Testing Exceptions

Write tests which ensure exceptions are raised when expected.

In the previous step we showed how to debug a problem. Let's show how to write a test that recreates the problem -- and ensures our Python code handles it correctly -- by using pytest exception assertions.

We'll then refactor the code to detect that situation and return None, writing tests before doing the refactoring.

Testing Exceptions

We start, as always, with a test.

We're adding a new test test_no_primary_guardian in test_player.py, to detect the case when no guardians have been assigned:

import pytest
# ....
def test_no_primary_guardian(player_one):
with pytest.raises(IndexError) as exc:
player_one.primary_guardian
assert 'list index out of range' == str(exc.value)

As we type the code above, don't forget to use autocomplete to let PyCharm generate import pytest for you.

This test uses a special context manager facility in pytest, in which you run a block of code that you expect to raise an exception, and let pytest handle it. You test will fail if the exception is not raised. The context manager optionally lets you add as exc to then do some asserts after the block, about the nature of the exception value.

Return None Instead

x Perhaps we decide that raising an exception isn't a good pattern. Instead, we want to detect if self.guardians is empty, and if so, return None.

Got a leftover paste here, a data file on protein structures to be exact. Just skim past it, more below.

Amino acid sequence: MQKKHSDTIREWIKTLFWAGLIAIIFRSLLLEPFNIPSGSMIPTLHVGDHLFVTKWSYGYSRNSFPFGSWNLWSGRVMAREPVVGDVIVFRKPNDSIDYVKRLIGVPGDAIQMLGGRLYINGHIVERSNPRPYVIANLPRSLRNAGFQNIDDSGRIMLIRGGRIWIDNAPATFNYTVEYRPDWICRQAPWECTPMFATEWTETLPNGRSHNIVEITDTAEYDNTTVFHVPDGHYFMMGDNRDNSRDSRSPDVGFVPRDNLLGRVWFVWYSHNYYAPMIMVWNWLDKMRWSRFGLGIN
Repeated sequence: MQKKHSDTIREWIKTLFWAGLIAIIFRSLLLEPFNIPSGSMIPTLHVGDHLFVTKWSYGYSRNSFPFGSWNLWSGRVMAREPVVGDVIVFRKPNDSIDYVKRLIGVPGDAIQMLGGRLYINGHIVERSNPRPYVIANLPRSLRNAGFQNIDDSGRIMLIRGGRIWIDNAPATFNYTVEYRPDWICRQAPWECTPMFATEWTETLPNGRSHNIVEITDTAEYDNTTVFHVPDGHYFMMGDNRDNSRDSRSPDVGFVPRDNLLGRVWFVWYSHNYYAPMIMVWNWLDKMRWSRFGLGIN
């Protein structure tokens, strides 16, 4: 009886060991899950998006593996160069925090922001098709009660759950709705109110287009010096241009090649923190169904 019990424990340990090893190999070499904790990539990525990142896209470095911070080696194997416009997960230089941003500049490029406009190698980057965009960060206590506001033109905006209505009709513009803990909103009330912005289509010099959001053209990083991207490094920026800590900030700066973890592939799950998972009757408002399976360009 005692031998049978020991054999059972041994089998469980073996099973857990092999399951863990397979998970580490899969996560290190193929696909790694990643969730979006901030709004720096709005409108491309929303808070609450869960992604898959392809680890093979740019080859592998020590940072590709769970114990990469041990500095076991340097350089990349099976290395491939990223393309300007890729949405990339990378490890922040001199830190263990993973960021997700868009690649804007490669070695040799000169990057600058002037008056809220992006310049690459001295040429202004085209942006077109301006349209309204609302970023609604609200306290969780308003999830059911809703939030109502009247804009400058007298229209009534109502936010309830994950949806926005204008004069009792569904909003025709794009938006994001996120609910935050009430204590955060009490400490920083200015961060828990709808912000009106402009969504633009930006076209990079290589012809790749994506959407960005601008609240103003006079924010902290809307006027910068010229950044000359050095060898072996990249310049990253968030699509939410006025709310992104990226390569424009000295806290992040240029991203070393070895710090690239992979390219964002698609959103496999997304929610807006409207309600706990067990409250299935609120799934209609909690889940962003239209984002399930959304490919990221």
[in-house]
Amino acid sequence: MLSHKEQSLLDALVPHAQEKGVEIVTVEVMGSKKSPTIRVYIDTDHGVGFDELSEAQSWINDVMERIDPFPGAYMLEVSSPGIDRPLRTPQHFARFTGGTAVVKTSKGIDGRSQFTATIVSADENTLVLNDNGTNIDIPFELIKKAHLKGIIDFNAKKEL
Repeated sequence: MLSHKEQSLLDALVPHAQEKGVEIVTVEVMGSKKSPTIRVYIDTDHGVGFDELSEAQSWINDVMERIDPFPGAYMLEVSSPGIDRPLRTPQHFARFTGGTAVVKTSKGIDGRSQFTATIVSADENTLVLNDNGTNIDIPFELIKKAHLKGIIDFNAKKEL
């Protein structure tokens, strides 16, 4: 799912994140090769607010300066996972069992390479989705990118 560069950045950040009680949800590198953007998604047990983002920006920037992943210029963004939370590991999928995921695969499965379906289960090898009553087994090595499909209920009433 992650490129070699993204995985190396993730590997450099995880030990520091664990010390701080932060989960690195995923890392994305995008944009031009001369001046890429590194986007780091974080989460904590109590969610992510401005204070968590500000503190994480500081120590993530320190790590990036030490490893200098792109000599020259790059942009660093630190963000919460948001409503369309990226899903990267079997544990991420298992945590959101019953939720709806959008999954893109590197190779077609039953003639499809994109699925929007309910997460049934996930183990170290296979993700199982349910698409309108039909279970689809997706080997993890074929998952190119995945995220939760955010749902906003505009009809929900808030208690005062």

To start, let's...write a test. Or in this case, change that last test:

def test_construction(player_one):
assert 'Tatiana' == player_one.first_name
assert 'Jones' == player_one.last_name
assert [] == player_one.guardians
def test_add_guardian(player_one, guardians):
player_one.add_guardian(guardians[0])
assert [guardians[0]] == player_one.guardians
def test_add_guardians(player_one, guardians):
player_one.add_guardian(guardians[0])
player_one.add_guardians((guardians[1], guardians[2]))
assert list(guardians) == player_one.guardians
def test_primary_guardian(player_one, guardians):
player_one.add_guardian(guardians[0])
player_one.add_guardians((guardians[1], guardians[2]))
assert guardians[0] == player_one.primary_guardian
def test_no_primary_guardian(player_one):
assert player_one.primary_guardian is None

Good news, the test fails. Remember to remove the now-unused import pytest via PyCharm's Optimize Imports.

We now change our implementation in player.py to correctly return None. While we're at it, let's put a return type on primary_guardian:

from dataclasses import dataclass, field
from typing import List, Iterable, Optional
from laxleague.guardian import Guardian
@dataclass
class Player:
""" A lacrosse player in the league """
first_name: str
last_name: str
guardians: List[Guardian] = field(default_factory=list)
def add_guardian(self, guardian: Guardian):
self.guardians.append(guardian)
def add_guardians(self, guardians: Iterable[Guardian]):
self.guardians.extend(guardians)
@property
def primary_guardian(self) -> Optional[Guardian]:
return self.guardians[0] if self.guardians else None

Python type hinting uses Optional when the value might be None.

Our tests now pass which means we did the refactoring safely.